August 10, 2021
Published on Thursday 6 May, 2021
Brodie Healy says wheelchair rugby has given him something to wake up to each morning and aspire to be great at.
“It’s not just a social outlet for me, it’s somewhere that I can be the best version of myself and a place where my function level doesn’t restrict what I’m able to do,” said Brodie.
Adelaide based wheelchair athlete, Brodie, developed a passion for sports early on in life.
Brodie started playing wheelchair rugby very briefly when he was just 15 years old, but it wasn’t until 2019 that he decided to revisit the sport at a professional level.
“I was away from the sport for a number of years but during that time I played wheelchair football and also wheelchair basketball for a couple of years.”
“At a basketball training session, I was approached by the CEO of Disability Sports Australia at the time, Jenni Cole.”
“She pulled me aside and said, “you’ve got to get back into a rugby chair” and I agreed with her.”
Whilst visiting Sydney in 2019, Brodie met with Disability Sports Australia and it just so happened that wheelchair rugby was on at the same time.
“It all just stemmed from there really,” said Brodie.
Brodie will be competing in this years’ Wheelchair Rugby National Championships hosted on the Gold Coast from 28–30 May. Lifestyle Solutions is a major sponsor of the nationwide event.
Brodie finds the best part of competing is getting the opportunity to meet a lot of other people in similar situations.
“It’s one of the only team sports that has full contact for people in the same position as you. People who have impairment in at least three limbs,” said Brodie.
Wheelchair rugby is an intense, contact team sport played in eight-minute quarters. To be eligible to compete, athletes must have an impairment in at least three limbs.
“I really enjoy the social aspect and how everyone has their role on the court to work together. It is really a team sport; you need all of your players to get a win and vice versa,” said Brodie.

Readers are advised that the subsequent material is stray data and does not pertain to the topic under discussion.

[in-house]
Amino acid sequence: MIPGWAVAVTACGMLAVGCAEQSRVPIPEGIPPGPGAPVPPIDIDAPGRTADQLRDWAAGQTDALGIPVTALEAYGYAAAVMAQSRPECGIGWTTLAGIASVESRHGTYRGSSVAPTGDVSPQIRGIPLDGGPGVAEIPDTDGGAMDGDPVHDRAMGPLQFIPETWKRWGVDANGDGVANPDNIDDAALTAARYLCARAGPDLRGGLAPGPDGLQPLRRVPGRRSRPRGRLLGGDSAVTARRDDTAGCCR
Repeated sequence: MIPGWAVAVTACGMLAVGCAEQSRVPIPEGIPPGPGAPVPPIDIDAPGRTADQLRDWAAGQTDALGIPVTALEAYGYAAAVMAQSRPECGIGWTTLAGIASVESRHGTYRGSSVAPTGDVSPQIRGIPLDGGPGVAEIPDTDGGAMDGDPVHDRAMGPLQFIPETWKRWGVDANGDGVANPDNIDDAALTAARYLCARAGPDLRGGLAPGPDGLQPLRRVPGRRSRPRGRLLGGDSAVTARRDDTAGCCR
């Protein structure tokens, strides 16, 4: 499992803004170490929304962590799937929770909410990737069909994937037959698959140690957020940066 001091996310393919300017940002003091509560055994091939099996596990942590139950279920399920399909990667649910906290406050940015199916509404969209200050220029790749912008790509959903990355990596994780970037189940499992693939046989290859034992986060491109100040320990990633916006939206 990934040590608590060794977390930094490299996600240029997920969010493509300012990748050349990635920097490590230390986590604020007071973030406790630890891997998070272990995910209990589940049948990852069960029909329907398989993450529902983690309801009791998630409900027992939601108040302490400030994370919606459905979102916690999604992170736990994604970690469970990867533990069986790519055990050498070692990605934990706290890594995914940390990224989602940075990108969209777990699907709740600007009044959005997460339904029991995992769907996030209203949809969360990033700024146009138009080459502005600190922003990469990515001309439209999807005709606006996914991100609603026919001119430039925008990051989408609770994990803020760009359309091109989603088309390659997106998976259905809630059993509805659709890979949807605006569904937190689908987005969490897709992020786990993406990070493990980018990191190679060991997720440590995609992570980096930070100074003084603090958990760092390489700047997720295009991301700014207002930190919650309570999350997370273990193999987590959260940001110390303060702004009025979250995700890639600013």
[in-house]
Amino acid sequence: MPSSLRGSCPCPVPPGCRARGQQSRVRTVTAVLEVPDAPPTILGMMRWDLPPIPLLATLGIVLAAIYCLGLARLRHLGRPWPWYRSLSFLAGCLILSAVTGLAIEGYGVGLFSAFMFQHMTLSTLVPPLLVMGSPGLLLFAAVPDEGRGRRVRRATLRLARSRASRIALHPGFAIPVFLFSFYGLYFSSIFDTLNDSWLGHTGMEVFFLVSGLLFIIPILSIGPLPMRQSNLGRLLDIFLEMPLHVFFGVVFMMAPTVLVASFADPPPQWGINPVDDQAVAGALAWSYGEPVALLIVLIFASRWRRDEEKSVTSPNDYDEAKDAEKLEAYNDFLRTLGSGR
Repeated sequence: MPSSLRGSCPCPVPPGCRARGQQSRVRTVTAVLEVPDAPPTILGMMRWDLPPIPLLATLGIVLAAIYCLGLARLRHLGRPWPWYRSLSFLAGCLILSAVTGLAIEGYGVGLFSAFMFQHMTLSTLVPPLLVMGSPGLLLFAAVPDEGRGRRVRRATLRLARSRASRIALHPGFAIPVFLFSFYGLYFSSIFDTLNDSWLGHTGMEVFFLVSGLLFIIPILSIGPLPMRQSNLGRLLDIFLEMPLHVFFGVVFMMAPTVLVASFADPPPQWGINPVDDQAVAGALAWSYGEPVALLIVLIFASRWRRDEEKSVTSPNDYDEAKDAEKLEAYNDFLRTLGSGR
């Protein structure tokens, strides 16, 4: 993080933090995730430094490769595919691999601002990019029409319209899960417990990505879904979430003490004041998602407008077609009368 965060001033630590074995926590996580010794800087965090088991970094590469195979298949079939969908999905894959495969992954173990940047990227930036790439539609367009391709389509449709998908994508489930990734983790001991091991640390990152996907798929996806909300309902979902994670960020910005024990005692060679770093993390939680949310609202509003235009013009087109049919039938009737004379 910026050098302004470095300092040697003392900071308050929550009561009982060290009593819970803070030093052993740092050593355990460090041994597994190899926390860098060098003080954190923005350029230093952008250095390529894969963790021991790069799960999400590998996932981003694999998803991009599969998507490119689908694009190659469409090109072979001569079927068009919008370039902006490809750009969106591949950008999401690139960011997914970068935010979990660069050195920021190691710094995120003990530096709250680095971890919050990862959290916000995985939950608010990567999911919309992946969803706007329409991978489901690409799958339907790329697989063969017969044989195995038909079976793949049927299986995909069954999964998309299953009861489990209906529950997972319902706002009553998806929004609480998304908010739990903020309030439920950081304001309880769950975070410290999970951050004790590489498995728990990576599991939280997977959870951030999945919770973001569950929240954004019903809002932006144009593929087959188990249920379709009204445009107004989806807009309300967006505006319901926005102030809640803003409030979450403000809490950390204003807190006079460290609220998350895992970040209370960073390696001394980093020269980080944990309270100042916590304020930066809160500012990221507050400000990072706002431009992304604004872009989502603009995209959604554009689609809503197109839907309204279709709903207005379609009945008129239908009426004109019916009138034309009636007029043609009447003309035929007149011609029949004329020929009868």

Brodie currently trains twice a week for the upcoming Championships at Hampstead Rehabilitation Centre in Adelaide.
He says his strategy is to play to his strengths and work with his teammates to hide his weaknesses on the court.
“My game plan on the court is to just play as best as I can and make the most of my teammates around me. That’s not just on the court but off the court too - I’ve found that just having chats with my teammates really helps me feel supported, whether it’s about an issue or just life in general.”
Brodie says this year he’s not so focussed on pushing for titles but more on his development.
“South Australia has struggled a bit in the sport, so we’re just really keen to work on our development and try and get back to a state that’s considered a strong contender in years to come.”
Brodie came across to Wheelchair Rugby as a national Wheelchair AFL Champion. He’s still involved in wheelchair football but is moving away from a playing perspective and into more management roles.
Brodie says his life is built around rugby.
“Whether its training, analysing the game or going to physio and getting more work done so I can train more - at the moment, the rest of my life is planned around my rugby commitments.”
Brodie is playing in Division 2 of the competition for South Australia. Catch Brodie in action live at the event from Friday, 28 - Sunday, 30 May 2021 at the Gold Coast Sport and Leisure Centre or you can livestream the event at wheelchairrugby.com.au